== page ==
A deep booming song (if one can call it a song) came filtering through the southern grasslands this morning. Was it a lion? Ground hornbill maybe?
Movement to the left of our vehicle caught our attention, and looking towards where the sun was rising, we saw what looked like two long tree stumps bobbing up over the opposite hill crest. As they came closer and emerged from the thicket line, their big black bodies revealed them to be two male ostriches, running fast in our direction.

Male ostriches get very territorial during the breeding season, running up to any other ostrich they happen to see; chasing them away if they are male or putting on a courtship display if it is female. The booming call we had heard is given off by the male, and is mainly heard during the breeding season.
Clearly the breeding season has kicked off, as the first male was being unceremoniously run out of the area by the second.

You can hear the call in the video below:

So what does this mean? We had one male ostrich chasing another in what was almost certainly a territorial dispute, right on the heels of a territorial vocalisation. Both behaviours commonly being associated with breeding. After an incredible 2017 in which the lonely female ostrich finally found a mate (watch the video at the end of the post), does this mating behaviour from the males mean that we might be on the verge of a repeat?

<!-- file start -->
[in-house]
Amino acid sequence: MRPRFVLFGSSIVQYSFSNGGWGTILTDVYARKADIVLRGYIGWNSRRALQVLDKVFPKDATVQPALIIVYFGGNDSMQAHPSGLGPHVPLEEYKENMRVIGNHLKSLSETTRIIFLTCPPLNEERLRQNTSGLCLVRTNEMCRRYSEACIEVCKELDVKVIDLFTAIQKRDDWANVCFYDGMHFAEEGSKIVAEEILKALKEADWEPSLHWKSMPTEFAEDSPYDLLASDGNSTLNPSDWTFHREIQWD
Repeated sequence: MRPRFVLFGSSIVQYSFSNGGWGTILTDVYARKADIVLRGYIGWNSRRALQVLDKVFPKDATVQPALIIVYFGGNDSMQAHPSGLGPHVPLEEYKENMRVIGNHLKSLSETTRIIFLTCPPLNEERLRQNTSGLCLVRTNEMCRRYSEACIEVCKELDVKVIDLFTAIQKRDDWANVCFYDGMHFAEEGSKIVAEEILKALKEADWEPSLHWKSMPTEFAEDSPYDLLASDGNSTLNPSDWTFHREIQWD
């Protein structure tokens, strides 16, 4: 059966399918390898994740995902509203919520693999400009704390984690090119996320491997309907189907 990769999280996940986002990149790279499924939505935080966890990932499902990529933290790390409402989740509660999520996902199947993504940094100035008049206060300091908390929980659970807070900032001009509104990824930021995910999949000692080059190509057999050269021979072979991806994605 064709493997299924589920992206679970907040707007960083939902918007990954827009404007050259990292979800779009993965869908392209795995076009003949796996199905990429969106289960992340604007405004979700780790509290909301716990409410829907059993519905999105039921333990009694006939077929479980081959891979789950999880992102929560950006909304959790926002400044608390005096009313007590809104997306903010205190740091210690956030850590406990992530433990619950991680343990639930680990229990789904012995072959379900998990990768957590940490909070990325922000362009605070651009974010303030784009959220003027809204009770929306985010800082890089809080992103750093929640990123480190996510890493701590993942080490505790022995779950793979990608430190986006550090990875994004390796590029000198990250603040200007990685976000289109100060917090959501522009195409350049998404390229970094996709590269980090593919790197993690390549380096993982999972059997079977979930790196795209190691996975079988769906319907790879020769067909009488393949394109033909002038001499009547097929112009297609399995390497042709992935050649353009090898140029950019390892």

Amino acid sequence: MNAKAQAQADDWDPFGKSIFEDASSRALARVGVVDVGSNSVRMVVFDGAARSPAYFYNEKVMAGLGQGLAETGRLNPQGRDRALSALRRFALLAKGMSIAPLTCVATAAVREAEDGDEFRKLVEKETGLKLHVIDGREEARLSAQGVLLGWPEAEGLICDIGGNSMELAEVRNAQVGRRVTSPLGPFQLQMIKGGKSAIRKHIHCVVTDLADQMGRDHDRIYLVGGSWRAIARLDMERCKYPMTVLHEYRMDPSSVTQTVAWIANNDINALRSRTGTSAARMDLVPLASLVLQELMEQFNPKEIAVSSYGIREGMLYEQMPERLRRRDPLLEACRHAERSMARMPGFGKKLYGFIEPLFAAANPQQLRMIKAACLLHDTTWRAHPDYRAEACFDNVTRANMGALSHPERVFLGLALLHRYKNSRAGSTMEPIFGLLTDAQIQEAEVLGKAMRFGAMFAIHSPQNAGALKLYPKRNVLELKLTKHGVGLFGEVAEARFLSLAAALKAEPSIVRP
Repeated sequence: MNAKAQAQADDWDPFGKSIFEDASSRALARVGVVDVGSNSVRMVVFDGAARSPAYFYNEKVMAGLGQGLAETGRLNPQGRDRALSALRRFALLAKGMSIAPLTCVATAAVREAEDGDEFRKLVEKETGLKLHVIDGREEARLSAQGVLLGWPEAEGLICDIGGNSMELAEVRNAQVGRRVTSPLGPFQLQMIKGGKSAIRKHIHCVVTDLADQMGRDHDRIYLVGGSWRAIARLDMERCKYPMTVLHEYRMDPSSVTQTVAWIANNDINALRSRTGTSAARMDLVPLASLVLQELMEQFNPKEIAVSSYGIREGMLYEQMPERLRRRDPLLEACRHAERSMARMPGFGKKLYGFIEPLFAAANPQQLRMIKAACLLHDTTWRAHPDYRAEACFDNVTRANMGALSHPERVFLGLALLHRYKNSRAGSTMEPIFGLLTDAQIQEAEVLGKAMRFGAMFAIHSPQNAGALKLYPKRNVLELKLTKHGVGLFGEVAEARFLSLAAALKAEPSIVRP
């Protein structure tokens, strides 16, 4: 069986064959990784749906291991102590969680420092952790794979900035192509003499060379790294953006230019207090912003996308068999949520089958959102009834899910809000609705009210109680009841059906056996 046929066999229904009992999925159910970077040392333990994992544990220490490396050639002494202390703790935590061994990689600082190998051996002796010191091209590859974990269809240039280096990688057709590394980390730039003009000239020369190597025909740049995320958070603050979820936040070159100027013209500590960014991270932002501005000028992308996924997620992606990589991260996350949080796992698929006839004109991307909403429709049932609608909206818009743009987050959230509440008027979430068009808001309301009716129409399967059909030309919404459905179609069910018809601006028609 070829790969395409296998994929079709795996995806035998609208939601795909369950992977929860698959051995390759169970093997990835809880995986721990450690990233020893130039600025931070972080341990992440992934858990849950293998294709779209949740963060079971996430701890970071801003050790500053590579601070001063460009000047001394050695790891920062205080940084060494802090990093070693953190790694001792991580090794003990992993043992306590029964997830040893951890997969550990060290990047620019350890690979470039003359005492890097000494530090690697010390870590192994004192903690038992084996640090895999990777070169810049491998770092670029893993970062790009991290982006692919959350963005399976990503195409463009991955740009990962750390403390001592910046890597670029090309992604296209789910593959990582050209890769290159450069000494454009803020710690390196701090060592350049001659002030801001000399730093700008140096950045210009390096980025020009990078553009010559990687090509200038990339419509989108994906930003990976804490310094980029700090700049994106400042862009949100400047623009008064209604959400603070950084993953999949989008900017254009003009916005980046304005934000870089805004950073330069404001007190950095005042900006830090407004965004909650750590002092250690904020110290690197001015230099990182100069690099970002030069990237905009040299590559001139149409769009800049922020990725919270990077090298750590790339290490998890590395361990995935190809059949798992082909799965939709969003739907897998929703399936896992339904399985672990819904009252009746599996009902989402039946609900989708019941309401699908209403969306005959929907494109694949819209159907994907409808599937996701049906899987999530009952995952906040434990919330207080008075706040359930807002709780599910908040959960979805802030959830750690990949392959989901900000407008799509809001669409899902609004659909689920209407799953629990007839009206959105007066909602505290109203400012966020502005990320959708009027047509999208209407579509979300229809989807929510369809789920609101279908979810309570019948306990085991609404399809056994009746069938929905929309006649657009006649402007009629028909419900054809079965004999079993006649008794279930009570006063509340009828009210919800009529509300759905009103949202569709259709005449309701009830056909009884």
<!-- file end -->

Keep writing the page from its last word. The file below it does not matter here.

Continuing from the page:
Ostrich Nest Jt

Wouldn’t it be great to have ostrich viewing like this once more?

Male ostriches will aggressively chase off any other males that intrude onto their territory during the breeding season, which, according to the signs, has just commenced. Photograph by Kevin Power

Parental care in ostriches usually lasts around 9 months. From the initial clutch that hatched in October 2016, nine months took us forward to winter of last year. I know well after that the young ostriches were still associating with their mother (unless my memory is playing me false), so maybe it has taken until now for the males of the area to want to breed again, or at least for any females to become receptive.

To be honest I don’t know enough about the ostrich mating cycle to comment with any authority on the possible outcomes here, but I do know that this morning was the first time since the initial arrival of the males during the 2016 drought that I have heard the call of an ostrich on Londolozi. Shortly after we heard the male calling like that the first time, he paired up with the female and the rest is history:

About three kilometres from where we had seen the male ostriches this morning, three females were feeding in a short-grass clearing. From the looks of the group it was two sub-adults and an adult female. Perhaps the original female, perhaps another, but given the attendance of the two younger ones, I’m guessing it was she of the video.

Although this original bird took centre stage in the Valentine’s drama of last year, just as the video was released three other female ostriches wandered in from the Kruger Park, bolstering an already growing Londolozi ostrich population. Given that ostriches only reach maturity at around 2-3 years of age, I think it’s safe to assume that last year’s chicks won’t be breeding this year, but even so, the males now have a choice of four adult females when two years ago only one roamed the grasslands.
Four times the chances of a clutch being laid and raised.